Retrievals Registrar Kate Clayton graduated from the Graduate Entry programme at St George's in 2008. Here she talks to us about her current job in Queensland, Australia, some of the things she loves and some of her fondest memories of St George's.

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Tell us a little bit about your current role: what exactly is a retrievals service?
It’s an emergency medical service that is delivered through flights - be that helicopters, fixed wing or jet aircraft. We retrieve patients - either from the scene (primary retrievals) or from other healthcare facilities (secondary retrievals) and also international and long distance retrievals.

How did you get involved in aeromedical retrieval medicine?
I attended a College of Emergency Medicine study day in the UK on the international dimensions of emergency medicine, and was inspired by a presentation by a previous Careflight Registrar about his experiences. At the time I was too junior to apply for a post but a few years later this opportunity arose and I applied for it.

Can you tell us a bit about one of your most memorable experiences in aeromedical medicine?
Gosh...that's a hard one! One of my most memorable was a retrieval of a terminally ill patient. The patient had become unwell on holiday, and his wife was desperate for him to die close to home and family. He was on a ventilator, and incredibly unstable; so in normal circumstances would not have been moved. It was a stressful six hour flight and in truth we all doubted that he would survive the journey, but somehow we made it! When  we arrived in the intensive care unit in Melbourne we were met with huge hugs from his family - their warmth and gratitude for our care was so incredibly touching.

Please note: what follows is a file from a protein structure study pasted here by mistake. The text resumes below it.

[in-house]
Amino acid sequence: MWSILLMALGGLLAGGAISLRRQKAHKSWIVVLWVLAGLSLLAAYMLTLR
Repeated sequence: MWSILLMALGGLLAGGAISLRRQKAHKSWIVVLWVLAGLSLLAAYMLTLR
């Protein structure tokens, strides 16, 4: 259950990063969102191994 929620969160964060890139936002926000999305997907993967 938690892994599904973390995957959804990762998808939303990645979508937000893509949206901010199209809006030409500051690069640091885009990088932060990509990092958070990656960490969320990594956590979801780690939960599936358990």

What were you doing before you applied for the graduate entry medicine programme and why did you apply?
Before I came to St George’s to study medicine I was working as a Sister in Accident and Emergency. After several years of nursing, I felt that I still wanted to continue learning, and also to take on more responsibility for patient care decisions. Moving into medicine was a natural progression. 

What are your fondest memories of St George’s?
Academically, I would have to say Professor Deborah Bowman's lectures. I always found them stimulating and challenging. My interest in ethics and law started from there, and I subsequently completed a Master's degree in Ethics and law at Manchester University. Socially, my fondest memories are of sampling all the wonderful curry houses around Tooting!

What plans do you have for the future?
Next year I plan to return to the UK, in order to complete my specialist training in Emergency Medicine. Beyond that I plan to complete my training to consultant level and then work in prehospital and/ or aeromedical medicine.

Retrievals Registrar Kate Clayton graduated from the Graduate Entry programme at St George's in 2008. Here she talks to us about her jobs, some of the things she loves and some of her fondest memories of St George's.

Anaesthetist Kathryn Lloyd-Thomas graduated from St George's in 2000 after studying Medicine. Here she talks to us about her jobs, some of the things she loves, some which she loves to hate and her memories of St George's. - See more at: http://www.sgul.ac.uk/alumni/news-alumni/five-minutes-with-kathryn-lloyd-thomas#sthash.AZWvgU8w.dpuf
Anaesthetist Kathryn Lloyd-Thomas graduated from St George's in 2000 after studying Medicine. Here she talks to us about her jobs, some of the things she loves, some which she loves to hate and her memories of St George's. - See more at: http://www.sgul.ac.uk/alumni/news-alumni/five-minutes-with-kathryn-lloyd-thomas#sthash.AZWvgU8w.dpuf

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